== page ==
County residents strongly support seawater desalination

Short Title
County residents strongly support seawater desalination
Public opinion survey shows strong support for water supply diversification
July 22, 2004

Editors Note: The full report on the 2004 Public Opinion Poll is available
2004 Public Opinion Survey Report

For the second consecutive year, a public opinion survey shows San Diego County residents overwhelmingly support the diversification of San Diego County Water’s water supply portfolio. Two-thirds of respondents to the survey considered the development of seawater desalination as a new, local water supply a “good idea.” Respondents also indicated strong approval for building seawater desalination facilities adjacent to existing power plants along the San Diego County coast.

The results of the telephone survey, conducted in May and June 2004 by the firm of Rea & Parker Research and the SDSU Social Science Research Laboratory, were presented to the Water Authority board today.

“Public understanding of, and support for projects that diversify San Diego County’s water supply are critical to the Water Authority’s mission,” said Bernie Rhinerson, Water Authority board chairman. “The poll results show that county residents are very knowledgeable on water issues and understand the role diversification plays in proving the region’s water supply reliability.”

On June 24, 2004, the Water Authority board of directors voted unanimously to add seawater desalination and 21 other water supply diversification projects to the agency’s Capital Improvement Program.

Survey respondents also strongly support using recycled water to improve water supply diversity and reliability, especially for landscape irrigation and manufacturing.

Among key findings of the survey:

  • Seventy percent agree with Water Authority efforts to improve reliability and diversify its water supply through seawater desalination. In addition, 75 percent support constructing a facility in San Diego County and 72 percent support locating facilities adjacent to existing power plants along the coast.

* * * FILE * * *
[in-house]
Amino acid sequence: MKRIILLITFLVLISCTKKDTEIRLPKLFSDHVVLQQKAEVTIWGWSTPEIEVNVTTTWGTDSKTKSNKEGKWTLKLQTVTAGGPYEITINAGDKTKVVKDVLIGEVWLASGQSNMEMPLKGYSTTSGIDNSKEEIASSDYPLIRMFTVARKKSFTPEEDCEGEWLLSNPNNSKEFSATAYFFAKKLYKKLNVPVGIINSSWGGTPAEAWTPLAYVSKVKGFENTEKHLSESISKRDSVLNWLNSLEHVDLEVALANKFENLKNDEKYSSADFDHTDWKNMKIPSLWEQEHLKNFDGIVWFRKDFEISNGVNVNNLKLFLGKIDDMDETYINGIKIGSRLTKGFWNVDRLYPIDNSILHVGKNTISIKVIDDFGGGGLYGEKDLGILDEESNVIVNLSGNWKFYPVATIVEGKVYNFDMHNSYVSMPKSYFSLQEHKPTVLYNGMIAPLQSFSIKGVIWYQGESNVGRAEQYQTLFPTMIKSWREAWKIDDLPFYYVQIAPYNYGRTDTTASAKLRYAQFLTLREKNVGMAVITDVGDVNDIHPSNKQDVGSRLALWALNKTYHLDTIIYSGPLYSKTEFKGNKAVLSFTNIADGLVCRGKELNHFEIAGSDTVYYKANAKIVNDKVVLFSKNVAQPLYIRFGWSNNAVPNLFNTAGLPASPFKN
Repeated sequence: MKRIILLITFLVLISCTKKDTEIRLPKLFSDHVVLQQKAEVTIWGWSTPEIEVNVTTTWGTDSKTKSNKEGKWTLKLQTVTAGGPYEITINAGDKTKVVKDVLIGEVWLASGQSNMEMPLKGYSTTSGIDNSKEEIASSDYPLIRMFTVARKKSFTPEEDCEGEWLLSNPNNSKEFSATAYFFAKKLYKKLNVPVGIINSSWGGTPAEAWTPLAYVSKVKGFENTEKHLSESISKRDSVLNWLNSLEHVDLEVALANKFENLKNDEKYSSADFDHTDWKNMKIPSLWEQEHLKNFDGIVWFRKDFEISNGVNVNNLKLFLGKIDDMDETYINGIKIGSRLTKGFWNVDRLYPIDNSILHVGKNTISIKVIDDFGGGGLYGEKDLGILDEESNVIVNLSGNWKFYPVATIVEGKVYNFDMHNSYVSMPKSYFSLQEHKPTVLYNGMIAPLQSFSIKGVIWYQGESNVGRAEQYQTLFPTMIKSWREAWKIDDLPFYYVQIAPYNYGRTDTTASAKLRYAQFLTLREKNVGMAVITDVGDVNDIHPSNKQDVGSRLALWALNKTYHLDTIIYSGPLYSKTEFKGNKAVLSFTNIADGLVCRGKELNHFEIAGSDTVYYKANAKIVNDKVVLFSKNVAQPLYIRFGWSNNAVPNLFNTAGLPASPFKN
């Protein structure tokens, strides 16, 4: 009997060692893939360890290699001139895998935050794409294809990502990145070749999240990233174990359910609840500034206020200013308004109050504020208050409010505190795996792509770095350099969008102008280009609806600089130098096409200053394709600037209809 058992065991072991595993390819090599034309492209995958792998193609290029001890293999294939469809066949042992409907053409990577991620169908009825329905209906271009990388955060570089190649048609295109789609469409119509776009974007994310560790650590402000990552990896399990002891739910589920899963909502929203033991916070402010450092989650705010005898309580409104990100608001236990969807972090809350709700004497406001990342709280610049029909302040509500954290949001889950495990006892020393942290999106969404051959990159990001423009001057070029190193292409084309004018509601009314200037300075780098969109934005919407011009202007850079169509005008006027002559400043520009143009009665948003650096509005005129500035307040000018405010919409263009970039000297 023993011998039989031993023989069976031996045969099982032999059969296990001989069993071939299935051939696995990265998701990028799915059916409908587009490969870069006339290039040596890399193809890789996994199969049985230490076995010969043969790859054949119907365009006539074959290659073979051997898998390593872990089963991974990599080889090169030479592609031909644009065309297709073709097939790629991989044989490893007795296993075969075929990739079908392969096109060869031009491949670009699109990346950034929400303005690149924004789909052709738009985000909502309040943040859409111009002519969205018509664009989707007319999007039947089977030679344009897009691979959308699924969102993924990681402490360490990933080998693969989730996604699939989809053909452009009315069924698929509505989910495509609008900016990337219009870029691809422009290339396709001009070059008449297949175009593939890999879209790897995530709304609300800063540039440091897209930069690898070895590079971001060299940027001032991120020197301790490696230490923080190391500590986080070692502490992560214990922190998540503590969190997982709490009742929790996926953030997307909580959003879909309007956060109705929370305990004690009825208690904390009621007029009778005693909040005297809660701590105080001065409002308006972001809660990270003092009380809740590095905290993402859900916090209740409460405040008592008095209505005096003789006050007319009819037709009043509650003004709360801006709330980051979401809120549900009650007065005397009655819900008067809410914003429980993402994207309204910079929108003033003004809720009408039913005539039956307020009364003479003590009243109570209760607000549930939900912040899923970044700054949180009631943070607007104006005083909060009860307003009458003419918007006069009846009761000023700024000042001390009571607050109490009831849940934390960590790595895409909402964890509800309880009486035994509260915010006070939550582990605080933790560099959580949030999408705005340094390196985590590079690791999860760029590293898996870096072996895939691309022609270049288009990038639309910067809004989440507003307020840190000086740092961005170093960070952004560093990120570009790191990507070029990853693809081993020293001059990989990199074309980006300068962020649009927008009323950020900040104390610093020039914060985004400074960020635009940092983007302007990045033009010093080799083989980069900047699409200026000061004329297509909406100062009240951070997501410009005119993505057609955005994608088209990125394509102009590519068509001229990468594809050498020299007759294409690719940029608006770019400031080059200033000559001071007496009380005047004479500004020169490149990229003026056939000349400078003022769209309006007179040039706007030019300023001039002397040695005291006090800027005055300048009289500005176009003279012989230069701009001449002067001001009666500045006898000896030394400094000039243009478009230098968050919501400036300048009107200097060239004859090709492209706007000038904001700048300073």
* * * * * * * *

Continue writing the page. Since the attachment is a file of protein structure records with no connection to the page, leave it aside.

• San Diego’s current water supply is considered reliable by two-thirds of the respondents.
  • Asked about 11 potential uses of recycled water, respondents indicated support as follows:
    • Freeways and golf courses (94 percent favor, of whom 79 percent strongly favor)

    • Toilet flushing in new buildings (87 percent—69 percent strongly)

    • Watering sports fields and parks (86 percent—65 percent strongly)
    • 
Electronics manufacturing (85 percent—65 percent strongly)

    • Watering landscape and common areas in multi-family housing (84 percent—61 percent strongly)

    • Industrial processing and manufacturing (83 percent—64 percent strongly)
    • 
Watering residential front yards (80 percent—55 percent strongly)

    • Agricultural irrigation (70 percent—51 percent strongly)

    • Watering playgrounds at schools (70 percent—47 percent strongly)

    • Recreational lakes (50 percent—27 percent strongly) 

  • Using highly treated recycled water treated to bring it up to drinking water standards to supplement drinking water supplies was supported by 28 percent of respondents, with 63 percent opposed.
  • The survey indicated public acceptance of High Efficiency Clothes Washers, which use substantially less water per load that standard washers. Almost half of those who purchased a new clothes washer in the past 3 years selecting a high efficiency model.
  • When asked what the San Diego County Water Authority should do to ensure a safe and reliable water supply, 18 percent indicated that seawater desalination should be pursued, 14 percent opted for more water conservation and 13 percent cited the increased use of recycled water.

The survey was conducted with 710 adult participants within the Water Authority’s service area selected through random-digit dialing. Surveys were conducted in Spanish with 7 percent of the respondents. Respondents earned a median household income of $55,500 per year. The median age was 47 years old. All participants had lived in San Diego County at least one year. Respondents were well educated, with 45 percent possessing a least a Bachelor’s Degree. More than two-thirds were homeowners.

The San Diego County Water Authority is a public agency serving the San Diego region as a wholesale supplier of water from the Colorado River and Northern California. The Water Authority works through its 23 member agencies to provide a safe, reliable water supply to support the region’s $130 billion economy and the quality of life of 3 million residents.

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